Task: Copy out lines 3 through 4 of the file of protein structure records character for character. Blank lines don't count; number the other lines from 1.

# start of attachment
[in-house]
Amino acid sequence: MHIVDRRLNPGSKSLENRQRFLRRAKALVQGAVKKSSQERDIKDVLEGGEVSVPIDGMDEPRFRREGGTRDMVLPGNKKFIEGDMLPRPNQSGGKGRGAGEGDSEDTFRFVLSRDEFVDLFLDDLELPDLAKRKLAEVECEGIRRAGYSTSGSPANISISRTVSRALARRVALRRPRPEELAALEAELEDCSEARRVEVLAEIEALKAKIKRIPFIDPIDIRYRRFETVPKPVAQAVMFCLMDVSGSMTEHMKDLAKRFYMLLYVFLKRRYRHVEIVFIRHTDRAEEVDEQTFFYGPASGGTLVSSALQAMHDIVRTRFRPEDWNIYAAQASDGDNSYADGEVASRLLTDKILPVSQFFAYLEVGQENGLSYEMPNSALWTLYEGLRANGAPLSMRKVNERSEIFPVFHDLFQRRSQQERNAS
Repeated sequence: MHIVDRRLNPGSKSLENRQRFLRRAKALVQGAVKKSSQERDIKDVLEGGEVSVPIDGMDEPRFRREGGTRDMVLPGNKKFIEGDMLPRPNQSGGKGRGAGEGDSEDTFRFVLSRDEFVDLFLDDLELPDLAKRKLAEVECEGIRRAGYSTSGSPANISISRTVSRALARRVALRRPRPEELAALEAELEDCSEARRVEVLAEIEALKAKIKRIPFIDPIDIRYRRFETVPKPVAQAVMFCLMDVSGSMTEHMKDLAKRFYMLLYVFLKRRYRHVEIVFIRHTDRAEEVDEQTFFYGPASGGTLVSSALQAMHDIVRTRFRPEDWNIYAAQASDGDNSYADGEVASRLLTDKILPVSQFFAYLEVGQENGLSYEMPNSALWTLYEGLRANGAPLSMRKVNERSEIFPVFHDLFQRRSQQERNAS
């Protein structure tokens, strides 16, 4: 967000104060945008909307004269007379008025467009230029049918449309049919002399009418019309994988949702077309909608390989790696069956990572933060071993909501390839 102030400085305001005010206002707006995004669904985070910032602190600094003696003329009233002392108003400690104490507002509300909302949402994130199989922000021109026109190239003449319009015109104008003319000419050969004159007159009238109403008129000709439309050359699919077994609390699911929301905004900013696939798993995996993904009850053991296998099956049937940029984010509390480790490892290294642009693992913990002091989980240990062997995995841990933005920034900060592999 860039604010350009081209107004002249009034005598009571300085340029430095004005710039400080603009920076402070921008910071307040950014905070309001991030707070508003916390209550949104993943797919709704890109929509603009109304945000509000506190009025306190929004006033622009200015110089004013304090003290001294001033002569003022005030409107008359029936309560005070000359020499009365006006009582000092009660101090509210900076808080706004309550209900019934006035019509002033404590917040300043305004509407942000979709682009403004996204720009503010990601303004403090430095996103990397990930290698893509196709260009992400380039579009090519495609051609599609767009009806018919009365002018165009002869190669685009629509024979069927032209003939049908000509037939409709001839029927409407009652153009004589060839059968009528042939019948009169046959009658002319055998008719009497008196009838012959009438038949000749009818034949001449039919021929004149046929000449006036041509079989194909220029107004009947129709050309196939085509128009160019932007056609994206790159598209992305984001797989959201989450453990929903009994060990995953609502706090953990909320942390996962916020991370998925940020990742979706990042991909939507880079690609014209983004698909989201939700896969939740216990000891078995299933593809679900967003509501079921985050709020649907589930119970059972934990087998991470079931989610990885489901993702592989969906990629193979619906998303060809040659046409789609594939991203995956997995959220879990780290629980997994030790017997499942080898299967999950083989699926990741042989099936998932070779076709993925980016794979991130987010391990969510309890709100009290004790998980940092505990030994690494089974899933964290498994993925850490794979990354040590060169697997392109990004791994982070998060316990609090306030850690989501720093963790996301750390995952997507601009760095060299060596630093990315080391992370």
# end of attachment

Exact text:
Repeated sequence: MHIVDRRLNPGSKSLENRQRFLRRAKALVQGAVKKSSQERDIKDVLEGGEVSVPIDGMDEPRFRREGGTRDMVLPGNKKFIEGDMLPRPNQSGGKGRGAGEGDSEDTFRFVLSRDEFVDLFLDDLELPDLAKRKLAEVECEGIRRAGYSTSGSPANISISRTVSRALARRVALRRPRPEELAALEAELEDCSEARRVEVLAEIEALKAKIKRIPFIDPIDIRYRRFETVPKPVAQAVMFCLMDVSGSMTEHMKDLAKRFYMLLYVFLKRRYRHVEIVFIRHTDRAEEVDEQTFFYGPASGGTLVSSALQAMHDIVRTRFRPEDWNIYAAQASDGDNSYADGEVASRLLTDKILPVSQFFAYLEVGQENGLSYEMPNSALWTLYEGLRANGAPLSMRKVNERSEIFPVFHDLFQRRSQQERNAS
């Protein structure tokens, strides 16, 4: 967000104060945008909307004269007379008025467009230029049918449309049919002399009418019309994988949702077309909608390989790696069956990572933060071993909501390839 102030400085305001005010206002707006995004669904985070910032602190600094003696003329009233002392108003400690104490507002509300909302949402994130199989922000021109026109190239003449319009015109104008003319000419050969004159007159009238109403008129000709439309050359699919077994609390699911929301905004900013696939798993995996993904009850053991296998099956049937940029984010509390480790490892290294642009693992913990002091989980240990062997995995841990933005920034900060592999 860039604010350009081209107004002249009034005598009571300085340029430095004005710039400080603009920076402070921008910071307040950014905070309001991030707070508003916390209550949104993943797919709704890109929509603009109304945000509000506190009025306190929004006033622009200015110089004013304090003290001294001033002569003022005030409107008359029936309560005070000359020499009365006006009582000092009660101090509210900076808080706004309550209900019934006035019509002033404590917040300043305004509407942000979709682009403004996204720009503010990601303004403090430095996103990397990930290698893509196709260009992400380039579009090519495609051609599609767009009806018919009365002018165009002869190669685009629509024979069927032209003939049908000509037939409709001839029927409407009652153009004589060839059968009528042939019948009169046959009658002319055998008719009497008196009838012959009438038949000749009818034949001449039919021929004149046929000449006036041509079989194909220029107004009947129709050309196939085509128009160019932007056609994206790159598209992305984001797989959201989450453990929903009994060990995953609502706090953990909320942390996962916020991370998925940020990742979706990042991909939507880079690609014209983004698909989201939700896969939740216990000891078995299933593809679900967003509501079921985050709020649907589930119970059972934990087998991470079931989610990885489901993702592989969906990629193979619906998303060809040659046409789609594939991203995956997995959220879990780290629980997994030790017997499942080898299967999950083989699926990741042989099936998932070779076709993925980016794979991130987010391990969510309890709100009290004790998980940092505990030994690494089974899933964290498994993925850490794979990354040590060169697997392109990004791994982070998060316990609090306030850690989501720093963790996301750390995952997507601009760095060299060596630093990315080391992370």